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Re: zram Usage as Default in Debian (?)

Am Sunday 08 January 2012 schrieb Thomas Goirand:
> On 01/08/2012 02:43 PM, Chow Loong Jin wrote:
> > On 08/01/2012 01:48, Rainer Dorsch wrote:
> >> Hello,
> >> 
> >> I recently setup zram (for compressed swap space in RAM) on an older low
> >> RAM machine. I was quite happy with the result and started now to do
> >> the same setup also on my other machines. I am wondering if anybody is
> >> investigating, if debian should do that by default when installing a
> >> new machine or even better also when machines get upgraded.
> >> [...]
> > 
> > In my experience from using a zram + on-disk swap setup, performance is
> > only good until the zram swap gets filled up. Then performance goes to
> > hell because you'll be functioning primarily on your on-disk swap while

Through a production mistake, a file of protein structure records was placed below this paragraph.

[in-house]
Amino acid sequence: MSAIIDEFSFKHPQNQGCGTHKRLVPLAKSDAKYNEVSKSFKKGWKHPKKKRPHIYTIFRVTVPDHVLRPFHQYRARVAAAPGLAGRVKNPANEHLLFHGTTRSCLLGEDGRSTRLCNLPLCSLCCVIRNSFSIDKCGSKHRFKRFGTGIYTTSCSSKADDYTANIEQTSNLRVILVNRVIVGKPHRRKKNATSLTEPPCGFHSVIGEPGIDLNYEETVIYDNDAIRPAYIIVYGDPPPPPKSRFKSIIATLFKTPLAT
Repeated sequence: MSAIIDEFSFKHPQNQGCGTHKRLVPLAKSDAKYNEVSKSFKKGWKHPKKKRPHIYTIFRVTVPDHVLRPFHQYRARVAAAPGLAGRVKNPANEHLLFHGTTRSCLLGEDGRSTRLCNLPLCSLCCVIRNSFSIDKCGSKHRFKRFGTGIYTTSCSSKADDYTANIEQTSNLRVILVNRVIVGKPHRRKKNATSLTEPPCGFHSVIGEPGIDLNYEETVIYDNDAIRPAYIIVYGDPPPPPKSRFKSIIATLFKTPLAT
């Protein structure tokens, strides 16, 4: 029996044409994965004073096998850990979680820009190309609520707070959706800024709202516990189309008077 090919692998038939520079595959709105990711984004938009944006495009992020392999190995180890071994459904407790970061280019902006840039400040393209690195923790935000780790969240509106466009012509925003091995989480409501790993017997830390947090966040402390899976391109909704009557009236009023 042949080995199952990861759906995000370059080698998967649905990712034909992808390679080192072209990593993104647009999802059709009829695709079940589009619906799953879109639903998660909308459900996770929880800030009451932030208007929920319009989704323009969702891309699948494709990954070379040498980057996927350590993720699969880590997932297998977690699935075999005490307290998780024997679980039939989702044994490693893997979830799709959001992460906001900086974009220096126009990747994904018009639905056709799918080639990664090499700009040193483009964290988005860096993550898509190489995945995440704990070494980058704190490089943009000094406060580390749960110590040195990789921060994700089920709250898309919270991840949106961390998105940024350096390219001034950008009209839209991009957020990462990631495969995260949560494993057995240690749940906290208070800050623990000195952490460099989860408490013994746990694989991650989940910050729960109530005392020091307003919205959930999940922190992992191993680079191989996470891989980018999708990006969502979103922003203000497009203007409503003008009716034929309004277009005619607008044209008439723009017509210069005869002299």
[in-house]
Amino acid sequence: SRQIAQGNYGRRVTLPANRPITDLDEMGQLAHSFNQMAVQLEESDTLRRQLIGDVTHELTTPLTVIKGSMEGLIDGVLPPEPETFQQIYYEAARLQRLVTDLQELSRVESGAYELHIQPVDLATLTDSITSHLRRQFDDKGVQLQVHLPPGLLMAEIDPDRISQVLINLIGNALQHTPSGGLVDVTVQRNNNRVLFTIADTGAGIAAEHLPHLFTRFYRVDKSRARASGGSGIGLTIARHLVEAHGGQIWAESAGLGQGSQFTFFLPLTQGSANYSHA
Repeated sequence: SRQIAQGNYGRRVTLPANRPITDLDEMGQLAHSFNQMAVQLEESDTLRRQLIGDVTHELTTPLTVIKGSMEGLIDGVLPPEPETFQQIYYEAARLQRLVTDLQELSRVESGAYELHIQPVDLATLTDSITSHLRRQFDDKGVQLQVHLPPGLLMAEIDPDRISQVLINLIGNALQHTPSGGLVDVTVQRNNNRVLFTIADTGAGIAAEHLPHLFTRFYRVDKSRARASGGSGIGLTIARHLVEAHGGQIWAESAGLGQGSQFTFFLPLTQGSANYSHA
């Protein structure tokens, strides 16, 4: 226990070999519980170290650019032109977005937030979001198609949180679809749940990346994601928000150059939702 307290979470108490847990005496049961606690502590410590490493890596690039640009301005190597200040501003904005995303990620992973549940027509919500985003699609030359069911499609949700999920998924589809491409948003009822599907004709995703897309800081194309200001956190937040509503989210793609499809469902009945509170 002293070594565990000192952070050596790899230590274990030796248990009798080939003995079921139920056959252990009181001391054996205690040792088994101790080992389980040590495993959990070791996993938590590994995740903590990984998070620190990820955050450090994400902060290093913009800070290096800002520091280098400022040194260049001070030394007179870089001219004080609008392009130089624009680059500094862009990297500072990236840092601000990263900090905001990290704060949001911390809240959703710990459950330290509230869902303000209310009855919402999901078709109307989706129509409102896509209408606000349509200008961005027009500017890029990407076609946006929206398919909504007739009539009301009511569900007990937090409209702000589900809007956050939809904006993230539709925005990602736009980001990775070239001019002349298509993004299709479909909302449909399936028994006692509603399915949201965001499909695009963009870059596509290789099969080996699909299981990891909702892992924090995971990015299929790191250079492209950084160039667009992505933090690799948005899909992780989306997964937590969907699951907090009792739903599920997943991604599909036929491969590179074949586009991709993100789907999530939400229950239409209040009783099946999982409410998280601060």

> > your zram swap just acts as deadweight sitting around taking up memory.
> > What I usually did at that point was to swapoff the zram swap to force
> > everything into the on-disk swap, rmmod, and re-create the zram swap
> > again to get free zram swap space.
> > 
> > I don't think it's a good idea to make this default.
> I and my ex-employee had similar experience. I also wouldn't recommend it.

Thank you for the feedback. I saw zram as another level of memory hierarchy 
with performance between (uncompressed) main memory and disk. But indeed I 
never saw a system going out of zram and swaping on disk. For me, zram was 
essentially a fast disk replacement and performed therefore (?) well. From 
your experiences it seems enabling zram by default needs at least more 
sophisticated algorithms, which decide when it is a good idea to enable zram 
and when not...

For reference, my (desktop) system looks like

blackbox:~# swapon -s
Filename                                Type            Size    Used    
/dev/sdd                                partition       3910652 0       -1
/dev/zram0                              partition       2070080 6360    100
/dev/zram1                              partition       2070080 6388    100

i.e. instead of using a small fraction of disk, zram is used.


Rainer Dorsch

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